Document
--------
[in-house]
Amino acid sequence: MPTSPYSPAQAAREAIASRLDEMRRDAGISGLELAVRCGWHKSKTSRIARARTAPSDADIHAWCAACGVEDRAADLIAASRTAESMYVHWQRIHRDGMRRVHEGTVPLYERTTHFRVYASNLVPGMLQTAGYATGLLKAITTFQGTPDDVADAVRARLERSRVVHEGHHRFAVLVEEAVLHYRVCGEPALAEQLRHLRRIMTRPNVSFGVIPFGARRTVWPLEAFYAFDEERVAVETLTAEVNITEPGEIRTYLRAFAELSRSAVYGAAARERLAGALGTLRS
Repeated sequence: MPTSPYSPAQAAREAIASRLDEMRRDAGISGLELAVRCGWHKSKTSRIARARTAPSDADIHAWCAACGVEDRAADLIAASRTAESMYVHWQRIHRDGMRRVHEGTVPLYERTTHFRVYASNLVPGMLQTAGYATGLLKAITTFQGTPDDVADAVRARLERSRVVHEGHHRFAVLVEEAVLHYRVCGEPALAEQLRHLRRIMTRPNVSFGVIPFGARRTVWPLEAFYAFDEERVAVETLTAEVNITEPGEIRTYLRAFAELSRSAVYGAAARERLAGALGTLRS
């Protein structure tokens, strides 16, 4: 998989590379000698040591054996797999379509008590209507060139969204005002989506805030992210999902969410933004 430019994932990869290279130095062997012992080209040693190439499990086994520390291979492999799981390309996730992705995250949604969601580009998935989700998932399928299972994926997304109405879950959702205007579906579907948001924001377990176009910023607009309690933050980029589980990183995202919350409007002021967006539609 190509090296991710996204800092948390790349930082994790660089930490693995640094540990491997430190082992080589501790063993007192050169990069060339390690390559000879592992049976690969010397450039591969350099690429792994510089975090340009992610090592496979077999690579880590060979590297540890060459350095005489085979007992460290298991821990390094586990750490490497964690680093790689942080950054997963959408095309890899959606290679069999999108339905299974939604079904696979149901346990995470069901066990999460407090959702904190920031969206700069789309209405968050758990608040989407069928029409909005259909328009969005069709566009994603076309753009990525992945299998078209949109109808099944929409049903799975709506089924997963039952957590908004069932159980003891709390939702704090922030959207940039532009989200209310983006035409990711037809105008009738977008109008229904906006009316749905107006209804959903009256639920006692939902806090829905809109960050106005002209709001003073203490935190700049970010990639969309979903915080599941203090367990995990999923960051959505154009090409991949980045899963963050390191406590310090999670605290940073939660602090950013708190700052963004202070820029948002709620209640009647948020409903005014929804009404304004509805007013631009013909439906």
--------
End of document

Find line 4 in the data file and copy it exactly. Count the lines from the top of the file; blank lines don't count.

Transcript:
């Protein structure tokens, strides 16, 4: 998989590379000698040591054996797999379509008590209507060139969204005002989506805030992210999902969410933004 430019994932990869290279130095062997012992080209040693190439499990086994520390291979492999799981390309996730992705995250949604969601580009998935989700998932399928299972994926997304109405879950959702205007579906579907948001924001377990176009910023607009309690933050980029589980990183995202919350409007002021967006539609 190509090296991710996204800092948390790349930082994790660089930490693995640094540990491997430190082992080589501790063993007192050169990069060339390690390559000879592992049976690969010397450039591969350099690429792994510089975090340009992610090592496979077999690579880590060979590297540890060459350095005489085979007992460290298991821990390094586990750490490497964690680093790689942080950054997963959408095309890899959606290679069999999108339905299974939604079904696979149901346990995470069901066990999460407090959702904190920031969206700069789309209405968050758990608040989407069928029409909005259909328009969005069709566009994603076309753009990525992945299998078209949109109808099944929409049903799975709506089924997963039952957590908004069932159980003891709390939702704090922030959207940039532009989200209310983006035409990711037809105008009738977008109008229904906006009316749905107006209804959903009256639920006692939902806090829905809109960050106005002209709001003073203490935190700049970010990639969309979903915080599941203090367990995990999923960051959505154009090409991949980045899963963050390191406590310090999670605290940073939660602090950013708190700052963004202070820029948002709620209640009647948020409903005014929804009404304004509805007013631009013909439906």